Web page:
Bitcoin XT Code Changes
dgenr8 merged 1 commit by dagurval from “dagurval:thinbl-exceptions” into “bitcoinxt:master” within 1 file for a total of 16 additions and 18 deletions. These changes are the merging of the Pull Request dagurval submitted for review one week prior. The changes deal with client handling of ThinBlocks, and include code cleanups and optimizations for the aforementioned systems.
Bitcoin Core Code Changes
iaanwj merged 9 commits by jonasschnelli from “jonasschnelli:2017/02/qt_bump” into “bitcoin:master”. During the merge, 6 files were changed for a total of 407 additions and 224 deletions. This Pull Request was built on top of two different respective Pull Requests. These changes deal with the Wallet of the client and its “Bumpfee” features. The content of this Pull request deals with many elements of Bumpfee, and modify many of it’s code locations and behaviors. As this Pull has been open since February 3rd, many comments have been over the course of it’s review. Expressing a desire to keep different systems parceled with their own code, developer iaanwj stated: “I’m not entirely happy with the current trend of moving everything wallet related to CWallet – we’re creating a “god class”. It would be nice to see if we can parcel up the functionality and separate concerns, to avoid a huge file and exponentially growing complexity.” jonasschnelli addressed this concern by completely rewriting the factor for Bumpfee, moving all relevant code into it’s own folder “feeBumper.cpp”, eliminating the potential “God Class” some other developers were discussing in this example. jonasschnelli also went a step further in refining the infrastructure of Bumpfee by separating the stages of the system into 3 classes: Bump, Sign, and finally Commit. As the sign functionality is a newer feature of “CWallet”, the developer stated that this feature can eventually be used by “CreateTransaction” as well.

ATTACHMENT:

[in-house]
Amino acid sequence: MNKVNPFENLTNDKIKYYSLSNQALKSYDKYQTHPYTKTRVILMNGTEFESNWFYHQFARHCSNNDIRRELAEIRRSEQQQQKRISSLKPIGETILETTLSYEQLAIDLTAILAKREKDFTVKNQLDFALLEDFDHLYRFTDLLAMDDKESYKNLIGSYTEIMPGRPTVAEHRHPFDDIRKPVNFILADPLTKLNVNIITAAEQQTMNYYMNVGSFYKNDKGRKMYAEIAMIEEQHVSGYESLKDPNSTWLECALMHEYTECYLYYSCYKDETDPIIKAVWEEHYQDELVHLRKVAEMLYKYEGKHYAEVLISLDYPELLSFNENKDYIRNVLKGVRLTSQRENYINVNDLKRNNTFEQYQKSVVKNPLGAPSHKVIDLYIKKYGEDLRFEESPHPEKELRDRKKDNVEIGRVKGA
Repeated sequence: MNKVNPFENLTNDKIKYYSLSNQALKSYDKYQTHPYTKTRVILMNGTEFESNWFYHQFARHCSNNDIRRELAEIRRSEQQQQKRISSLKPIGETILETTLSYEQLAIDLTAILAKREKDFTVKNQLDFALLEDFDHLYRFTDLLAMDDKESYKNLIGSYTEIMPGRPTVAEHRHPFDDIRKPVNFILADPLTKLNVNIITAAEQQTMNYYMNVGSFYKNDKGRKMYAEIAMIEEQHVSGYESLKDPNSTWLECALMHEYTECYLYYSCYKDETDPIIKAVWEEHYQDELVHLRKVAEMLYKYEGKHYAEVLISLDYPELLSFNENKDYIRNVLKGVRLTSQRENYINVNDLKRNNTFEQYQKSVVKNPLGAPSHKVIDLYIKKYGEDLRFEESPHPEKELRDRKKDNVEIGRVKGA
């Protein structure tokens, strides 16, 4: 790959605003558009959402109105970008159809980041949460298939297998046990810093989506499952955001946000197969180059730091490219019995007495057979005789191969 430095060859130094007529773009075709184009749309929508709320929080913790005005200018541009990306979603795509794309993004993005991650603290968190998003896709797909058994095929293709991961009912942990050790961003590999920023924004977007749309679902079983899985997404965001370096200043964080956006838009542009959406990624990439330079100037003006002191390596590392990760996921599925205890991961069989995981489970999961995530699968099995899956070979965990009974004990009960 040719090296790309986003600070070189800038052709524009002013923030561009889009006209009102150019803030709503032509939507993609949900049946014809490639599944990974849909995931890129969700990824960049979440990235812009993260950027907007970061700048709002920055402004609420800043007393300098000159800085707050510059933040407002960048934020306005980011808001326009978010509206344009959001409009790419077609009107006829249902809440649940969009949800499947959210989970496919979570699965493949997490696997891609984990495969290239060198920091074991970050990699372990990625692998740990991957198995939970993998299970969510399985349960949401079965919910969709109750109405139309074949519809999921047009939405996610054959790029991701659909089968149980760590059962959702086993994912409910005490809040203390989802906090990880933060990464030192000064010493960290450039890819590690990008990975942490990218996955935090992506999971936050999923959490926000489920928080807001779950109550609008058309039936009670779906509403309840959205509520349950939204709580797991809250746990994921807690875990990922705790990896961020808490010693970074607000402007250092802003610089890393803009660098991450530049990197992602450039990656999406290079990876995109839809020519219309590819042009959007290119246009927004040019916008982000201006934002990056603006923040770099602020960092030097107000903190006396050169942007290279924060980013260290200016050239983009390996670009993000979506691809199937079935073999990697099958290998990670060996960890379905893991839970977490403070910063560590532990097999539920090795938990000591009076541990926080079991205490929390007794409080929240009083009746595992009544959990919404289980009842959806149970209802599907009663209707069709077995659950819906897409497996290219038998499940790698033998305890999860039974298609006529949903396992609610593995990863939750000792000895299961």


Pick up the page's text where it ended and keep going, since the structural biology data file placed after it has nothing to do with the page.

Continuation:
iaanwj merged 4 commits by NicolasDorier from “NicolasDorier:inputcoin” into “bitcoin:master”. During the merge, 5 files were changed for a total of 71 additions and 47 deletions. These changes deal with the clients Wallet by refactoring some of it’s code. Refactoring in the coding sense is the restructuring of existing code in a way that does not alter it’s external behavior. The changes in this Pull Request do exactly by taking the system the code had been using, and simplifying. The original class of code being used was titled “std::pair<const CWalletTx*, unsigned int>” and was described the developer as: “ugly to read, and easy to mess up”. These changes begin by renaming this code to the simpler “CInputCoin”. Following this, the changes then take “CInputCoin” and transforms it into it’s own class. Lastly, these changes allowed some lines of code that were related to the original complicated class to be rewritten thanks to the simplified and streamlined new class. In addition to being far easier to modify and understand in the future,the code set up by these changes enables greater ease within other ongoing work the Core development team is performing. Specifically, the developer states that this Pull Request simplifies the work performed in a different Pull Request which functions as an extension of “FundRawTransaction”.